Hopefully DICK Roche will find a better vehicle for his propaganda than the Jolly Green Giant, who historically, doesn't have a great record with environmentalism what with their liking for using ingredients that have been genetically modified. http://www.mindfully.org/GE/Frankenfood-Curse-USNWR.htm

So Jolly Green Giant, go spread your corporate fawning elsewhere.

author by pat cpublication date Wed Nov 15, 2006 15:57author address author phone Report this post to the editors

The Scottish Assembly believe usage in Ireland has decreased:
"Approximately €1 million are raised each month from the levy.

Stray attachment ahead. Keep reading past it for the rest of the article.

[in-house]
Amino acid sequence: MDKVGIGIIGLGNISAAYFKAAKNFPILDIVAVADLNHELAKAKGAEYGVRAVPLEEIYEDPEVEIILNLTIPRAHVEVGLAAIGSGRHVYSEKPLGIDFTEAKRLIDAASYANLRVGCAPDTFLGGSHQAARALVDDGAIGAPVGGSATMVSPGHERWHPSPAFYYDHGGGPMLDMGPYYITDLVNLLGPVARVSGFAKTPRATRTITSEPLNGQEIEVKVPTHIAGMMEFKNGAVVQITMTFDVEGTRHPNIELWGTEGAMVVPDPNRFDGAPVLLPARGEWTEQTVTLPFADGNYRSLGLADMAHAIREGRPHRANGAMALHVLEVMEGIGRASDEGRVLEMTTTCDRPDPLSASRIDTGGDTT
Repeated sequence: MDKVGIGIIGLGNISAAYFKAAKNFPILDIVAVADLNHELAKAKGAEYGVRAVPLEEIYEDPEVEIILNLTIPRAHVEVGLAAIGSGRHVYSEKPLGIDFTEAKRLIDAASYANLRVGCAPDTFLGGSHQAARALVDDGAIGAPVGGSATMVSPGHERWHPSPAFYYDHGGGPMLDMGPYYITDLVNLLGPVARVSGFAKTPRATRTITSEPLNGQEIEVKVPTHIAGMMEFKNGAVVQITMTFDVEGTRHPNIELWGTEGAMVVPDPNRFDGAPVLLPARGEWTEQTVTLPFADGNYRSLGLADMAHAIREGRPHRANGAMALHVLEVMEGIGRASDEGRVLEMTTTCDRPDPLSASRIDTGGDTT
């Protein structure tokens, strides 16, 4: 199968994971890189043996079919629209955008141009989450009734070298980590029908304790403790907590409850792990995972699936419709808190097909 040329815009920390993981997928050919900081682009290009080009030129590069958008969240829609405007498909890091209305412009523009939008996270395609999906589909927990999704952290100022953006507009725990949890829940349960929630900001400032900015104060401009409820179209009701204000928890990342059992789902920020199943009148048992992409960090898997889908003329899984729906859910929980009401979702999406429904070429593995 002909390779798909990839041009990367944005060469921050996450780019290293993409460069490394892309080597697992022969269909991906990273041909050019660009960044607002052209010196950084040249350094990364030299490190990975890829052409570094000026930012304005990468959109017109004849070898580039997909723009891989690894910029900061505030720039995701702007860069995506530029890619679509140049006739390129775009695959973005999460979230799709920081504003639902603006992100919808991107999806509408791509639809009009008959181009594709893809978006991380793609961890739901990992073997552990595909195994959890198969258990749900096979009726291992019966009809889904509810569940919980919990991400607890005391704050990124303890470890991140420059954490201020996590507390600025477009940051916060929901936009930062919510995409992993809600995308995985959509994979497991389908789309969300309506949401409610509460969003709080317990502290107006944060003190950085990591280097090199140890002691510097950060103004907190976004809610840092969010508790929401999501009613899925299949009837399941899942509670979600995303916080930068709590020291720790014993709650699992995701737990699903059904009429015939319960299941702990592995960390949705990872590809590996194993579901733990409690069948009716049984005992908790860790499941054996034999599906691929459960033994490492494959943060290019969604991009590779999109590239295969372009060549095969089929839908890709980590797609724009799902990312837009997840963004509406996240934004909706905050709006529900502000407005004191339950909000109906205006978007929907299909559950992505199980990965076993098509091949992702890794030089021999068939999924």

The decrease in bag usage was initially 90% and is now 95%."
http://www.scotland.gov.uk/Publications/2005/08/1993154...31585

RGDATA the Grocers association say plastic bag usage has decreased:
"Since the plastic bag levy was introduced,
it is estimated that it has contributed €11 mil-
lion to the Government’s coffers and that it has
reduced plastic bag usage by more than 90%."
http://www.retailnews.ie/downloads/PAGE4_9.pdf.

Senator Fergal Quinn of Superquinn says plastic bag usage has decreased:
" I took the instance ofenforcement and changing the attitude of thenation and it is possible to do so. In my own busi-ness we saw how the attitude of people changedon the issue of plastic bags. "
http://debates.oireachtas.ie/Xml/29/SEN20060201.PDF.

Looks as if Sean Ryan is an minority again.

author by St Bernardpublication date Wed Nov 15, 2006 19:08author address author phone Report this post to the editors